Using his own terminology, Billy Pilgrim is "unstuck in time", which means he is moving between different points in his life uncontrollably, although he is aware of it at certain of those points as witnessed by the letter to the editor he writes to the Ilium Daily News about his situation. Primarily, he is moving between three general time periods and locations. The first is his stint as a GI during WWII, when, as a pacifist, he was acting as a Chaplain's assistant for his unit. This time is largely as a POW, where he was in Dresden the day of the bombing, spending it with among others an older compassionate GI named Edgar Derby, and a brash loudmouth GI named Paul Lazzaro. The second is his life as an optometrist in Ilium in upstate New York, eventually married to the wealthy and overbearing Valencia Merble, and having two offspring, Robert, who would spend his teen-aged years as a semi-delinquent, and Barbara, who would end up much like her mother. And the third is as an abductee on... Written by
Although Vonnegut's renown refrain, "So it goes", appears over 100 times in his novel, it does not occur, even once, in the movie version. See more »
When Billy Pilgrim is asked by the American soldiers, "Where's your rifle?", he replies that he doesn't have one because he's a chaplain's assistant. However, in the United States Army, the primary duty of the chaplain's assistant in a combat zone is to protect the chaplain, so all chaplain's assistants must carry rifles. Because Chaplains are considered ministers in uniform they are forbidden from carrying weapons even when in combat zone. See more »
You see in Tralfamador, where I presently dwell, life has no beginning, no middle, and no end. For example, many years ago a certain man promised to have me killed. He's an old man now, living not far from here. He's read all of the publicity associated with my appearance. He's insane. And tonight he'll keep his promise.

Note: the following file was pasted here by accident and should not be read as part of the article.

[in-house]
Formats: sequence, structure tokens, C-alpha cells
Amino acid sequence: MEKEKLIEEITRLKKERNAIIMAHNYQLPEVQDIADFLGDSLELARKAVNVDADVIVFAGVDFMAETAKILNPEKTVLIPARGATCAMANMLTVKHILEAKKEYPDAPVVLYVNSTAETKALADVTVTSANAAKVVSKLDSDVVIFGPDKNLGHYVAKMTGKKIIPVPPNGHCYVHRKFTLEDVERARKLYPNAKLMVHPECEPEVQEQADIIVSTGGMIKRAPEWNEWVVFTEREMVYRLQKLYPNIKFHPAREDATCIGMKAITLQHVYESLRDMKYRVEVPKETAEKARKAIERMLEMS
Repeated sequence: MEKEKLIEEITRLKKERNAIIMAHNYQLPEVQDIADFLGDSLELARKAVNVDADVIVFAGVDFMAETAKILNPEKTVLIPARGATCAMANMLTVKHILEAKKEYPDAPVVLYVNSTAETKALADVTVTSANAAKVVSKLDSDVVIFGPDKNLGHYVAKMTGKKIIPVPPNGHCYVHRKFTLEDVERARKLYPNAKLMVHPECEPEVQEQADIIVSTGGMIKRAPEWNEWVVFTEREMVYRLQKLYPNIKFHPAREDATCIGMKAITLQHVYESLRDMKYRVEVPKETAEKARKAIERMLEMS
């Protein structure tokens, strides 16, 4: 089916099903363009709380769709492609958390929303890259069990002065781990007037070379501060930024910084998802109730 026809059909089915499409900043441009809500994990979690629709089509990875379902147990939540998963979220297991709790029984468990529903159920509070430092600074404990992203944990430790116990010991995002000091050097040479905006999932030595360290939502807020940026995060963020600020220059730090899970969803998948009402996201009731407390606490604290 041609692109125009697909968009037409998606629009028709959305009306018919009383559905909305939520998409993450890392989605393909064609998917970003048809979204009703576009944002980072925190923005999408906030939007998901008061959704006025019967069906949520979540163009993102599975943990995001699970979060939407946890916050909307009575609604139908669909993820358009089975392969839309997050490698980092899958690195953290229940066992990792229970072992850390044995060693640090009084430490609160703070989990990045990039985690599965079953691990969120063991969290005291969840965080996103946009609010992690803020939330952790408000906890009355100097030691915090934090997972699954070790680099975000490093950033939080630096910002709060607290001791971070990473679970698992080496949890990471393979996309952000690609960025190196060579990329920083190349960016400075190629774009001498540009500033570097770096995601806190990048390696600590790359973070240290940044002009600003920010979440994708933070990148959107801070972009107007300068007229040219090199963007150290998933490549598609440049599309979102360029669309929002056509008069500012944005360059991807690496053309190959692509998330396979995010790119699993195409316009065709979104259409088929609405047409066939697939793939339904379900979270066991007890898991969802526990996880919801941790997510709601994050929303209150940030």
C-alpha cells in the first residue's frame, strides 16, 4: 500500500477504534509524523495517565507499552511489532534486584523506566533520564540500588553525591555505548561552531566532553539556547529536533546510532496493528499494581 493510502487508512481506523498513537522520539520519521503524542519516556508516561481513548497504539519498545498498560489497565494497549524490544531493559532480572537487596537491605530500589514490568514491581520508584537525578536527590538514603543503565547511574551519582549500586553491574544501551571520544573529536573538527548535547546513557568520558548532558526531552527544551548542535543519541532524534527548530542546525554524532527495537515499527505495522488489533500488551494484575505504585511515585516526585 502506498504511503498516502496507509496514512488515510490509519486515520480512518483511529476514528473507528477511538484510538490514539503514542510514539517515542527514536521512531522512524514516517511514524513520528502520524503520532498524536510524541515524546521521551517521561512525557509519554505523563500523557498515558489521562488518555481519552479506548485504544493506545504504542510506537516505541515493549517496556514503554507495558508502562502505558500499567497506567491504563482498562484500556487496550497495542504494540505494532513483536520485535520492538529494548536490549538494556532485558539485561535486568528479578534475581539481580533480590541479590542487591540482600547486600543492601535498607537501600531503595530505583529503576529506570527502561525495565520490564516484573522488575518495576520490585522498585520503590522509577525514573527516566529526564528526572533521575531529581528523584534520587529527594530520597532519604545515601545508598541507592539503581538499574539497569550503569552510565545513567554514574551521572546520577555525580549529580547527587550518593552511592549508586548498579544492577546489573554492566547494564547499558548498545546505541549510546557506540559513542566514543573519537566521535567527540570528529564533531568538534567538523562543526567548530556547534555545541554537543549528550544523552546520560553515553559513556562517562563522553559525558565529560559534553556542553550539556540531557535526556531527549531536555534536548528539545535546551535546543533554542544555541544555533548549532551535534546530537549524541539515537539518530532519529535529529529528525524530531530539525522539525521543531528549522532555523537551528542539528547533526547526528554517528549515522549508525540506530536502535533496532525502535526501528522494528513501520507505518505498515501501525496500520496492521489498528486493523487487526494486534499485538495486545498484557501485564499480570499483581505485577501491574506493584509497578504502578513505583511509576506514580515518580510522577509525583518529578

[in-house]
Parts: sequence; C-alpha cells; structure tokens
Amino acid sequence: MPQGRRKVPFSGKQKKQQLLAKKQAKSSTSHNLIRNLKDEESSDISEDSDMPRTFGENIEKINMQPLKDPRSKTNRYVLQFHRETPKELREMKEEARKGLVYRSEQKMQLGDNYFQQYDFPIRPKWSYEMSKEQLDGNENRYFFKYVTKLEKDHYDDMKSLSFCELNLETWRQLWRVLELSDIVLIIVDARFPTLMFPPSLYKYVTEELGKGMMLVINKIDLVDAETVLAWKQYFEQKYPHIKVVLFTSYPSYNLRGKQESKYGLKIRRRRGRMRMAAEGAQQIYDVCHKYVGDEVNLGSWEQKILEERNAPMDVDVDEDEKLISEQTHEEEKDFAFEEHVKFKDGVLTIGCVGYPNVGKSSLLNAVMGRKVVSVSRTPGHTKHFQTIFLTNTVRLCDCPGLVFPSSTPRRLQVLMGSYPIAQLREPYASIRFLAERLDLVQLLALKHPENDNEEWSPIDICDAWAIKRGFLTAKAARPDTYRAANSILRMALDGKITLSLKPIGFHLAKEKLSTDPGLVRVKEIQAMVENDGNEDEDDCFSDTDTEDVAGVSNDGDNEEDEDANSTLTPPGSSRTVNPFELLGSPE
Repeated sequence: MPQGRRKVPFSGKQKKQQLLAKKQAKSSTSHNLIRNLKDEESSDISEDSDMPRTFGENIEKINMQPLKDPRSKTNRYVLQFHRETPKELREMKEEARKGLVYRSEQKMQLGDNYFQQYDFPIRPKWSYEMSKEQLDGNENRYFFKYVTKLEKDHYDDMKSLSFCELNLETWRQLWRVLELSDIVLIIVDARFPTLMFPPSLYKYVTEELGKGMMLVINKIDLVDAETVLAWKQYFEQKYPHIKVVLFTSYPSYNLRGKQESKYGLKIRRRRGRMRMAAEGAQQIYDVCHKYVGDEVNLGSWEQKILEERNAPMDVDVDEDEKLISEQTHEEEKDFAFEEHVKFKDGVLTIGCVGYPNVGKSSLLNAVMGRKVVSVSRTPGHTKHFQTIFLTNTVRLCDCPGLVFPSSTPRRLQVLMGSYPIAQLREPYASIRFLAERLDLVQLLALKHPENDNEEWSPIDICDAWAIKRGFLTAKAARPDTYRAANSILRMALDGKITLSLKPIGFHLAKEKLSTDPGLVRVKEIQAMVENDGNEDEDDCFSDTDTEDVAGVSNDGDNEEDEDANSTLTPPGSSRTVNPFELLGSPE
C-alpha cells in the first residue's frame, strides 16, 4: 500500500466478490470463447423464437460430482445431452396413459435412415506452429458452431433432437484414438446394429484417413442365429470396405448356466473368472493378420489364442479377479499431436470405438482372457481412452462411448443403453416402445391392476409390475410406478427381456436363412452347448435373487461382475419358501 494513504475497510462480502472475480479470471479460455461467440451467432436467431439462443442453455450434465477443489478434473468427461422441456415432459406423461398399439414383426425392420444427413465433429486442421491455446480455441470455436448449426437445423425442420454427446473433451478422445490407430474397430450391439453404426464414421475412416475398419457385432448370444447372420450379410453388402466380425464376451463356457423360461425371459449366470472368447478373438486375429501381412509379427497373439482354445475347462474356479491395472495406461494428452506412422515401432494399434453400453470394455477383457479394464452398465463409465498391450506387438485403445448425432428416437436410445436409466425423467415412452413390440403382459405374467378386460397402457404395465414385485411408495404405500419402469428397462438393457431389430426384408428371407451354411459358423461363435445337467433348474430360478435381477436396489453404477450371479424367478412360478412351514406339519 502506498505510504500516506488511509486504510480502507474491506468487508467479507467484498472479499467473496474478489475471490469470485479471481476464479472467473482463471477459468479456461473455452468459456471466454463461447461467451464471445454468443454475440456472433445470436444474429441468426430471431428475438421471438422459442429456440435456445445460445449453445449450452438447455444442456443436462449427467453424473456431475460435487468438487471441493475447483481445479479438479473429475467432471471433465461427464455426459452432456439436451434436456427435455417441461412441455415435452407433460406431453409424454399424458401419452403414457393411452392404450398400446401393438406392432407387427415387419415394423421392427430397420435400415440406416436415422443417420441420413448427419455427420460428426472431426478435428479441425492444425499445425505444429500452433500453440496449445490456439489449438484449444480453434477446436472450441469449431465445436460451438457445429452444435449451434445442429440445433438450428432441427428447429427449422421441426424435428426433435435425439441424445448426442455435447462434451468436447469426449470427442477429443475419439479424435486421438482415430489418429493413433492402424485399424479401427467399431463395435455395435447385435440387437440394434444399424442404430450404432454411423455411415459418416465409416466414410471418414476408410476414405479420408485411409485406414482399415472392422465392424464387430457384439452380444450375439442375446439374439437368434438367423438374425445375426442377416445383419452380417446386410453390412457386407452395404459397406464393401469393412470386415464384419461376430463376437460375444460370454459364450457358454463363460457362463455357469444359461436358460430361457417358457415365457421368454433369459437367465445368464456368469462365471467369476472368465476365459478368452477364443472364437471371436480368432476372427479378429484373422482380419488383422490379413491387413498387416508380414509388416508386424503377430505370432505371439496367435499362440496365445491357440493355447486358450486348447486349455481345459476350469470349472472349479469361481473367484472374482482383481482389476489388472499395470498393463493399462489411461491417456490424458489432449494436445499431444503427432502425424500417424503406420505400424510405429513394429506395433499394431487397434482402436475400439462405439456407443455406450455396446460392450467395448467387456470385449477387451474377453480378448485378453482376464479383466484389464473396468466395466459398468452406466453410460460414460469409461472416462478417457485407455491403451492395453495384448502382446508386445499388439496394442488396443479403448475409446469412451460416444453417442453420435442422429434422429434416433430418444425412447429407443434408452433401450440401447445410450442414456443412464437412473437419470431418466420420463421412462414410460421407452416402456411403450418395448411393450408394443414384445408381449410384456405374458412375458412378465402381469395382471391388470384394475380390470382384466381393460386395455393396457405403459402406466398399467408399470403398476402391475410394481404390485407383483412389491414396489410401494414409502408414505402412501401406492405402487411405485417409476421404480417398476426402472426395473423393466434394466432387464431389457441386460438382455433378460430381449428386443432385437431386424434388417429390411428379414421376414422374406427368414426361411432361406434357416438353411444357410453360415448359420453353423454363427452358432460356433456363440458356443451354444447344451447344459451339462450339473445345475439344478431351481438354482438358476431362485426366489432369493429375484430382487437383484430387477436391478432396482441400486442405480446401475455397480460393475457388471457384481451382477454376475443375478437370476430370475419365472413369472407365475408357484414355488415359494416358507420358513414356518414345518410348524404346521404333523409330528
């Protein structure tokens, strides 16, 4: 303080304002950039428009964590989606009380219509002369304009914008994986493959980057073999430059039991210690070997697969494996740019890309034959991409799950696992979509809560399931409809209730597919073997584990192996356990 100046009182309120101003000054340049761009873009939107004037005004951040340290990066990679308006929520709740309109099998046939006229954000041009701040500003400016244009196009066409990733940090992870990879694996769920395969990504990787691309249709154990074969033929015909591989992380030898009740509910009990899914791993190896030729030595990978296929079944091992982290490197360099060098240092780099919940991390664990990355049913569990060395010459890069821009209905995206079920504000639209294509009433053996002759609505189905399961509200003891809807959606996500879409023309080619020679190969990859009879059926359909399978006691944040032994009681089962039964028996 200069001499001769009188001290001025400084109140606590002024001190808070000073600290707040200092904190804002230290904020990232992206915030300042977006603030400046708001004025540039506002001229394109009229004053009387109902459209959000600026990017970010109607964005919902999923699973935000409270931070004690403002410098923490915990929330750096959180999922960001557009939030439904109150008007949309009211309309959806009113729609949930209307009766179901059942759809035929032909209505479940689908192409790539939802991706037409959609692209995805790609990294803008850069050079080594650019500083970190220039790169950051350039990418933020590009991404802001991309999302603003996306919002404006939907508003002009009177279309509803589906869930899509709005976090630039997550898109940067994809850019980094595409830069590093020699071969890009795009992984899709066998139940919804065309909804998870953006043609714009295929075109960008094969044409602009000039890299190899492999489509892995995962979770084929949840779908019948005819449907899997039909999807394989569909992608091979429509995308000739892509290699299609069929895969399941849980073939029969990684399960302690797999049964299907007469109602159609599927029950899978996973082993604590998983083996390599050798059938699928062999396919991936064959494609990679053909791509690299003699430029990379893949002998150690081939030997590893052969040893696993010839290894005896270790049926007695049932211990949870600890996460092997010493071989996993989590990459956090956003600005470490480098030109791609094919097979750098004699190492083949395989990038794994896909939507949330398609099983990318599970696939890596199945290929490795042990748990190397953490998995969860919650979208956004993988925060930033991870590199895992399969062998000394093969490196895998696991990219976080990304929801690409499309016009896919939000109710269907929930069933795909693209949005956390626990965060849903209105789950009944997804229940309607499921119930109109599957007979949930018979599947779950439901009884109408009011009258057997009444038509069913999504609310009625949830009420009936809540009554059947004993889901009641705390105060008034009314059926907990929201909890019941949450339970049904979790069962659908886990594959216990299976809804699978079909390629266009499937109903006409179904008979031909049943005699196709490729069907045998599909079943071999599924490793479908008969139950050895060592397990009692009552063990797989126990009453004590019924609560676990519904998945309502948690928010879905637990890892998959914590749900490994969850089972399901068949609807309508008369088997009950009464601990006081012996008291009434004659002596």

[murmurs throughout the crowd]
If you protest, if you think that death is a terrible thing, then you've not understood what I have said.
[...] See more »
Concerto No. 5 for Harpsichord in F minor, BWV 1056 - 2nd movement 'Largo'
Written by Johann Sebastian Bach (as J.S. Bach) Glenn Gould, Piano
Columbia Symphony Orchestra
Vladimir Goldschmann, Conductor See more »
It makes an eloquent statement about how traumatic moments in our life stay with us as if it just happened yesterday'. What makes this film so appealing is how it depicts what would happen if you could jump around your entire life. When the future influences the past, it takes on a great significance. Billy Pilgrim is a humdrum Optometrist who nevertheless has an exciting life, surviving the bombing of Dresden in WW2, living through a plane crash, and being transported to another planet. Yet he maintains to be humble. As we follow Billy's life, the portrait of mediocre America is a touching contrast to the other moments that are frightening. He knows how he will die, and in the process becomes unafraid to live life to it's fullest. The inhabitants of the planet Tralfamador (??) say it is best to concentrate on the good moments in your life, and not so much on the bad. But they are still there, and you cannot erase that moment of your life. In essence, the true moral of this film is to accept all that has happened in your life. For if you don't, you deny the validity of your existence. When Billy finally writes about his adventures, others have a chance to learn about the world and themselves that would've otherwise been denied.
Technically, the film uses the moments where Billy jumps in time as meaningful transitions. It interweaves lessons learned from one part of his life and applies it to the present moment (whenever that is). The film's real treasures are the supporting characters that surround Billy. It also vividly transports you to WW2, a semi-autobiographical account of Kurt Vonnegut's real life experiences in Dresden. The film is filled with anecdotes that present the film's other main theme, that life is indeed ironic.
I was deeply touched by this film, with it's ability to whisk you from scenes of horror to amusing Kodak moments'. The music poignantly represents these transitions, and helps to carry the film. In the end, you can accept his death, by having lived his life.
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